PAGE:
Cleveland Clinic received $15.5 million from the Charles L. Shor Foundation for its future Neurological Institute building and epilepsy research, according to a news release.
Of that, $10 million is earmarked for the new building, and $5.5 million will support an epilepsy study exploring the link between stress and seizures. In honor of the donation, the Clinic will name its epilepsy center The Charles Shor Epilepsy Center.
The news was announced as part of a virtual event marking the Clinic's Founders Day last week, Feb. 26 — exactly 100 years after the opening ceremony of the Cleveland Clinic Foundation.
The new Neurological Institute building, plans for which the Clinic announced in 2019, will centralize outpatient neurological care on the health system's main campus, where services are currently spread across multiple buildings. The proposed building aims to provide integrated subspecialty care for patients with neurological conditions, according to the release, which notes that the design process is currently underway and construction is expected to begin next year.
A Cincinnati businessman and philanthropist, Shor grew his family company, Duro Bag Manufacturing, into the world's largest paper bag producer, according to the release. He was diagnosed with epilepsy in his 20s and had his first seizure at age 25.
More than 3 million people in the U.S. are living with epilepsy and, despite decades of research, barriers to progress remain, according to the release. Treatments available today are effective in controlling seizures in only 46% of adults, and a disproportionate number of patients with epilepsy suffer from faster decline in memory function when compared to age matched controls.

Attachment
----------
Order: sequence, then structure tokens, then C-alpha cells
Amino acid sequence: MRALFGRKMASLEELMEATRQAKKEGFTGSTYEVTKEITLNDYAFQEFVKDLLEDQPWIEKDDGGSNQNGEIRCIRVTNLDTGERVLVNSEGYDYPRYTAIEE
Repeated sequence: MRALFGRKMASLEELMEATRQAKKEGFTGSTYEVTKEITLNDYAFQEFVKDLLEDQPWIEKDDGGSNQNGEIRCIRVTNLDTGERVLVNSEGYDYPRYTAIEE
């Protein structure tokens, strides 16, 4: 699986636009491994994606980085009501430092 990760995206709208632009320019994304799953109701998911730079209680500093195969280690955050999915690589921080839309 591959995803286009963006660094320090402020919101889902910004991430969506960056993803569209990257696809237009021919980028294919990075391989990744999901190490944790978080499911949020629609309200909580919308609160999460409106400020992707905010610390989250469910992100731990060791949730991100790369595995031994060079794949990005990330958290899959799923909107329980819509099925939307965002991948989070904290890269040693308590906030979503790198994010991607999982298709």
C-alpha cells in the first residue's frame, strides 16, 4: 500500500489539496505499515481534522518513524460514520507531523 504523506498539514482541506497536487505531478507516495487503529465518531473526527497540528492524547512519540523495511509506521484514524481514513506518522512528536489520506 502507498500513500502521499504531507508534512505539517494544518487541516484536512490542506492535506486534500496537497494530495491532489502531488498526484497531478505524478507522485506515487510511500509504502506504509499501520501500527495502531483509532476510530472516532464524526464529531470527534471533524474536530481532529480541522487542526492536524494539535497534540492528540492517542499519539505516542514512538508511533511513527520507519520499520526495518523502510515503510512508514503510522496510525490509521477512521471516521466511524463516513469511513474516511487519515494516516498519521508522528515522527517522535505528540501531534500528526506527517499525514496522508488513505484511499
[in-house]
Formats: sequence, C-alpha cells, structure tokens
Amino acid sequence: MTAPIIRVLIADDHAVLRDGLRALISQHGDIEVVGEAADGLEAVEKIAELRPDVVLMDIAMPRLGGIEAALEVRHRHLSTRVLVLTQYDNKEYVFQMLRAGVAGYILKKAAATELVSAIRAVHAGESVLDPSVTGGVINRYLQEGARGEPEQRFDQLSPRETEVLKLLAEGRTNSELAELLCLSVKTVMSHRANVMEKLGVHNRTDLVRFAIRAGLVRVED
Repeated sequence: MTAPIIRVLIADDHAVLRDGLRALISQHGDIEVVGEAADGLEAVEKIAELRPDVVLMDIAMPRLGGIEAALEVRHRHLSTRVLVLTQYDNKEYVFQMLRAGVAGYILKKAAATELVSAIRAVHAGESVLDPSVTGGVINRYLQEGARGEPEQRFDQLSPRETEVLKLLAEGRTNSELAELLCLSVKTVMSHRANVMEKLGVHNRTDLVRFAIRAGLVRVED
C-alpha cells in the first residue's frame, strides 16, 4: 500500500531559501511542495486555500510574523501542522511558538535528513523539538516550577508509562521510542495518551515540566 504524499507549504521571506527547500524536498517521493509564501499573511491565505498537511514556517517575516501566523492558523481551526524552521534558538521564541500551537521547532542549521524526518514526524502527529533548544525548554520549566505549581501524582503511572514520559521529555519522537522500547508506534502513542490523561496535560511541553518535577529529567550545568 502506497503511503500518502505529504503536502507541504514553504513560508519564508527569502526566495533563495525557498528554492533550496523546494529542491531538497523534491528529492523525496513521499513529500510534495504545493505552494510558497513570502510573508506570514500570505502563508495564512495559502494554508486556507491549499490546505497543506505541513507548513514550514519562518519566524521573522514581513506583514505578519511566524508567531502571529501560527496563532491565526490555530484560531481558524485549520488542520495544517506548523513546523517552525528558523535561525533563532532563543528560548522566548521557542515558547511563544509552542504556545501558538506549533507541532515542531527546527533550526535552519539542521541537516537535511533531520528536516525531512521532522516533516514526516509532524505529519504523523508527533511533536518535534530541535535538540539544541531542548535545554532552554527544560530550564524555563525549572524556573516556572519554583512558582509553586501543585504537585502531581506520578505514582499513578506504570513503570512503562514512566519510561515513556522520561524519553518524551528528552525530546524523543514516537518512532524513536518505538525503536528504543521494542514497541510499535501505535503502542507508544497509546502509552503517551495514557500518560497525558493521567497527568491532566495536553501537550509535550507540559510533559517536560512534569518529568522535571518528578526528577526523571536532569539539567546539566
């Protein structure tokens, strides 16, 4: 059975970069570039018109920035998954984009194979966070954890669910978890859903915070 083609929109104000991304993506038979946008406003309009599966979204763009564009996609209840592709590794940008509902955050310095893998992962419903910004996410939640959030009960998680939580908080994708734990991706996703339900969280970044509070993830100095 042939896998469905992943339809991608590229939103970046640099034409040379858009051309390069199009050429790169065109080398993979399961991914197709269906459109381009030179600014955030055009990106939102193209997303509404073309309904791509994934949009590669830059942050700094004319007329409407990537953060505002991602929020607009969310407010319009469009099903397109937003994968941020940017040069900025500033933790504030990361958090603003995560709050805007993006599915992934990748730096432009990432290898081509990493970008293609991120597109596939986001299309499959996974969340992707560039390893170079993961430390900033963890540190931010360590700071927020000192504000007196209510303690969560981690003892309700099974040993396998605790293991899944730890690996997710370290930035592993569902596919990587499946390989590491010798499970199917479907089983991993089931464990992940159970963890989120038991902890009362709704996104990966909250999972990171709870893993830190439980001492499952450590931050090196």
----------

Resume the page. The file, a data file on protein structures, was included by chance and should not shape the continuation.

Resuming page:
In the release, Shor called the Clinic's vision for neurological care inspiring.
"Neurological conditions, and specifically epilepsy, affect so many people in the prime of their lives," Shor said in a provided statement. "By directing these resources to the extraordinary team of doctors and researchers at Cleveland Clinic, I believe I can help to make a significant difference for people living with these diseases."
The new Neurological Institute building, which is to be supported largely by philanthropy, will feature advanced technology and house care teams in various neuroscience subspecialties, according to the release, which notes this will help enable a new level of clinical collaboration and individualized treatment planning.
As the nucleus for neurology-related distance health care and digitized data processing and management, the facility will offer patients who live far away access to Cleveland Clinic care. It will offer an array of services, including digitized patient evaluations, imaging, neuro simulation training, infusion therapy, neurodiagnostics and brain mapping suites, as well as research space dedicated to investigating new therapies.
The study that the foundation is supporting with a portion of its gift will explore the use of non-pharmacologic interventions like stress relief in controlling seizures. Dr. Imad Najm, director of The Charles Shor Epilepsy Center and vice chair of strategy and development at Cleveland Clinic Neurological Institute, will lead the research team, which will examine the Clinic's research review process to determine whether stress relief can potentially reduce seizures and ultimately improve and prevent memory decline in patients with epilepsy, according to the release.
"The goal for our new Neurological Institute building is to have the infrastructure in place to not only stop diseases from progressing, but also prevent the neurological disorders from happening," said Najm, who is also the Joseph H. and Ellen B. Thomas Endowed Chair in Epilepsy. "The building is going to allow for a digital infrastructure where the medical teams and caregivers will have the ability to interact with the patient the second they step in the door."